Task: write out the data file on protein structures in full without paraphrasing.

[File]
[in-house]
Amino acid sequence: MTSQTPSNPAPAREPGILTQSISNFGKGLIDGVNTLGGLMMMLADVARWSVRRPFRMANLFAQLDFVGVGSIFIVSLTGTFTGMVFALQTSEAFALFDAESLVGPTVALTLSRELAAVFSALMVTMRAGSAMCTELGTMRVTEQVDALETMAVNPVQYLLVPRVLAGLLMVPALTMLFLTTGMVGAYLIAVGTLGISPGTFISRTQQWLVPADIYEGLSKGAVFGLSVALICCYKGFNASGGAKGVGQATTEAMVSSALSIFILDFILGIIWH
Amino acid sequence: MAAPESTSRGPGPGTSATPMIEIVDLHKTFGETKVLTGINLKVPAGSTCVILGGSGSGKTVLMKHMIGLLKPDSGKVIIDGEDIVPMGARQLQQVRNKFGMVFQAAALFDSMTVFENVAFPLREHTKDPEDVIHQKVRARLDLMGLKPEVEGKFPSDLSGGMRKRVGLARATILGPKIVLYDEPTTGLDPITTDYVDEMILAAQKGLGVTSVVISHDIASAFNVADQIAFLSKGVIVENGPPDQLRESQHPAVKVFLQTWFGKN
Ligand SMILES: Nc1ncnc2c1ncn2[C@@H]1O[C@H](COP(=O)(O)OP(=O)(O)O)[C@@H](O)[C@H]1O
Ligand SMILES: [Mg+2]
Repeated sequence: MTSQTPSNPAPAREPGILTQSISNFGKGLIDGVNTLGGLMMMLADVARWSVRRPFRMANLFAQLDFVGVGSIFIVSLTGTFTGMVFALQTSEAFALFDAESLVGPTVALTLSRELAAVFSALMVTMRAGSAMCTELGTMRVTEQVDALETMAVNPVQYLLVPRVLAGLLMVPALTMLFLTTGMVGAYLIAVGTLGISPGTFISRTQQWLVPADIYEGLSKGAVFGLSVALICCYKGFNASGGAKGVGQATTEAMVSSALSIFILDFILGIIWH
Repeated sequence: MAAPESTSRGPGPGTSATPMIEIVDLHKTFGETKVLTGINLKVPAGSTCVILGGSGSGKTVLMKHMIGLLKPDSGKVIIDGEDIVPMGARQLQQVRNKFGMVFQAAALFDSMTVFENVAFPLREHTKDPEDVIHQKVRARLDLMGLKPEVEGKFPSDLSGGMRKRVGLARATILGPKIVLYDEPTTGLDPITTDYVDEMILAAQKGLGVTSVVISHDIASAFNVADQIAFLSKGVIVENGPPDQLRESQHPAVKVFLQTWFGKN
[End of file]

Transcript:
[in-house]
Amino acid sequence: MTSQTPSNPAPAREPGILTQSISNFGKGLIDGVNTLGGLMMMLADVARWSVRRPFRMANLFAQLDFVGVGSIFIVSLTGTFTGMVFALQTSEAFALFDAESLVGPTVALTLSRELAAVFSALMVTMRAGSAMCTELGTMRVTEQVDALETMAVNPVQYLLVPRVLAGLLMVPALTMLFLTTGMVGAYLIAVGTLGISPGTFISRTQQWLVPADIYEGLSKGAVFGLSVALICCYKGFNASGGAKGVGQATTEAMVSSALSIFILDFILGIIWH
Amino acid sequence: MAAPESTSRGPGPGTSATPMIEIVDLHKTFGETKVLTGINLKVPAGSTCVILGGSGSGKTVLMKHMIGLLKPDSGKVIIDGEDIVPMGARQLQQVRNKFGMVFQAAALFDSMTVFENVAFPLREHTKDPEDVIHQKVRARLDLMGLKPEVEGKFPSDLSGGMRKRVGLARATILGPKIVLYDEPTTGLDPITTDYVDEMILAAQKGLGVTSVVISHDIASAFNVADQIAFLSKGVIVENGPPDQLRESQHPAVKVFLQTWFGKN
Ligand SMILES: Nc1ncnc2c1ncn2[C@@H]1O[C@H](COP(=O)(O)OP(=O)(O)O)[C@@H](O)[C@H]1O
Ligand SMILES: [Mg+2]
Repeated sequence: MTSQTPSNPAPAREPGILTQSISNFGKGLIDGVNTLGGLMMMLADVARWSVRRPFRMANLFAQLDFVGVGSIFIVSLTGTFTGMVFALQTSEAFALFDAESLVGPTVALTLSRELAAVFSALMVTMRAGSAMCTELGTMRVTEQVDALETMAVNPVQYLLVPRVLAGLLMVPALTMLFLTTGMVGAYLIAVGTLGISPGTFISRTQQWLVPADIYEGLSKGAVFGLSVALICCYKGFNASGGAKGVGQATTEAMVSSALSIFILDFILGIIWH
Repeated sequence: MAAPESTSRGPGPGTSATPMIEIVDLHKTFGETKVLTGINLKVPAGSTCVILGGSGSGKTVLMKHMIGLLKPDSGKVIIDGEDIVPMGARQLQQVRNKFGMVFQAAALFDSMTVFENVAFPLREHTKDPEDVIHQKVRARLDLMGLKPEVEGKFPSDLSGGMRKRVGLARATILGPKIVLYDEPTTGLDPITTDYVDEMILAAQKGLGVTSVVISHDIASAFNVADQIAFLSKGVIVENGPPDQLRESQHPAVKVFLQTWFGKN